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Feeling intimidated by having not one but two Math sections on the SAT? Totally understandable! Even some of the simple tricks we've shared might not be enough to calm your nerves. If that's the case, let me share some of the common mistakes that prevent students from getting the scores they want—and how you can avoid them!

The first step for dealing with these errors is to recognize them, so here's a list of some slip-ups to avoid. You can really amp up your SAT prep by working around them!

## Don't Waste Time

One of the nice things about the Math sections is that you should be able to easily identify what you can immediately answer. Does a formula look familiar? Have you seen a certain type of figure before? If something looks familiar to you, tackle it! If it doesn't, don't waste your time. (Do, however, take note of questions you might be able to puzzle out, and come back to those if you have time at the end of the section.)

The questions in the Math sections of the SAT are in a rough order of difficulty, but your Personal Order of Difficulty (POOD) is far more important. When a question is difficult or time consuming for you, skip that question and come back if you have time later.

Finally, on questions that are full of words, don't waste time reading all the words up-front. Instead, start by Reading the Final Question (RTFQ) first. Read the last few lines, find what you need to solve for, and then decide whether you need to read everything or if you only need some easy-to-spot pieces to solve the question.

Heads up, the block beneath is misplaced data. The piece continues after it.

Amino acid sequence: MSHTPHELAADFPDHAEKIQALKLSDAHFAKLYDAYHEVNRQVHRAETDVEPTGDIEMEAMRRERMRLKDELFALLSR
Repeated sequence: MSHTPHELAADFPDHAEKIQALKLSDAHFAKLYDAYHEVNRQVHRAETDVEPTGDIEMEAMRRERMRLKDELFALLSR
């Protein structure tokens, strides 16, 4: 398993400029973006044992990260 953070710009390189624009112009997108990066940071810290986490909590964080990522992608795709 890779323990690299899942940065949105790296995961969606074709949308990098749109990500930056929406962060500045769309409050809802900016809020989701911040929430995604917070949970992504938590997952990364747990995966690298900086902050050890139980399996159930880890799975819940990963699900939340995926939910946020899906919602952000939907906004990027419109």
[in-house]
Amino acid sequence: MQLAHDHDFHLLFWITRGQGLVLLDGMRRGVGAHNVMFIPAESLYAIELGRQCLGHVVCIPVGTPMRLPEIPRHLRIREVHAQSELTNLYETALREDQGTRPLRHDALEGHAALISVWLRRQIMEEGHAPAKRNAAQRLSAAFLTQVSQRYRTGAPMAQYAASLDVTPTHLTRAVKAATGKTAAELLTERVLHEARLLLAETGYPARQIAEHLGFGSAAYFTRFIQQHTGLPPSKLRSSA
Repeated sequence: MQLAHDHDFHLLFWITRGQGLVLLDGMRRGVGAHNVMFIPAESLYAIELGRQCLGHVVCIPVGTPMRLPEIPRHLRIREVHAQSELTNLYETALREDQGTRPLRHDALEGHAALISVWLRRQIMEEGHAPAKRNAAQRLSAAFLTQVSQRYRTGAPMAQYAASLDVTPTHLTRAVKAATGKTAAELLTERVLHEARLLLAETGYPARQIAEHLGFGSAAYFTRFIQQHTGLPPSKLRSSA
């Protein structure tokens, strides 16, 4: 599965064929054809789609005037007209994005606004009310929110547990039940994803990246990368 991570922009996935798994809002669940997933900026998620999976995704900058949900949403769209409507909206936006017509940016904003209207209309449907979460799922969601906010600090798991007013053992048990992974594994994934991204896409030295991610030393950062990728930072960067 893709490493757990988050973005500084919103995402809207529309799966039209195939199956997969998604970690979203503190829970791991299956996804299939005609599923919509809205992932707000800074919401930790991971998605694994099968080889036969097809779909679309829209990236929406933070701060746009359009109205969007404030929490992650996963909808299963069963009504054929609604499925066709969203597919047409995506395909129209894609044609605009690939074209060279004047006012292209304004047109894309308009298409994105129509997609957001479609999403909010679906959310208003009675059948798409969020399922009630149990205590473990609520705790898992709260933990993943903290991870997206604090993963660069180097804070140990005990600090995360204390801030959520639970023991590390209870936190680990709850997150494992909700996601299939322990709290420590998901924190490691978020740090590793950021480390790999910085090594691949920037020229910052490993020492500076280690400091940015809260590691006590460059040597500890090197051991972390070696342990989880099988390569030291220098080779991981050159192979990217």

## Obvious Answers Can (and Often Will) Be Wrong

By using RTFQ, you'll avoid many trap answers that just simply don't answer the question. However, it's also crucial to recognize a trap when it's staring you in the eye. On the Math sections, that can often come in the form of an answer that's just a little too obvious. The writers of the test know the common mistakes students make, and you can bet they'll put those answers on the test as well. So if you seem to arrive at an answer a little too easily, double-check it.

Here's an example: Remember that order of operations acronym PEMDAS you learned in math class way back when?

Parentheses

Exponents

Multiplication

Division

Subtraction

Well, it can still come in handy here! But the makers of the test know that sometimes students forget to use something as simple as that. Say you subtract before multiplying. You'll still get a number, but will that number be correct? Sometimes, but not usually. You might be thinking that it'd be a dirty trick to put that number on the test, and while I might agree with you, the test makers wouldn't. All's fair on the SAT — well, on the test makers' side, that is.

It can seem like a huge time saver to do as much math as possible in your head, especially on the no-calculator section. Why waste time writing things down when you can simplify things a little in your head? Keeping track of numbers that way can lead to easy mistakes, that's why!

You might not be able to make extra notes on your answer sheet, but the test booklet is free rein, and you should use it like you own it! (You did pay for it, after all.) Plus, keeping track of your work on the page can make it easy to follow up on mistakes if you get an answer that doesn't line up with any of the given options.

You have plenty of formulas, tricks and tools to help you succeed on the Math sections of the SAT, but you've also got to keep on top of the ways it can go wrong to stop yourself from being tricked. Don't let the test makers fool you! Instead, remember these most common mistakes, practice avoiding them on free practice tests, and don't let yourself make any come test day.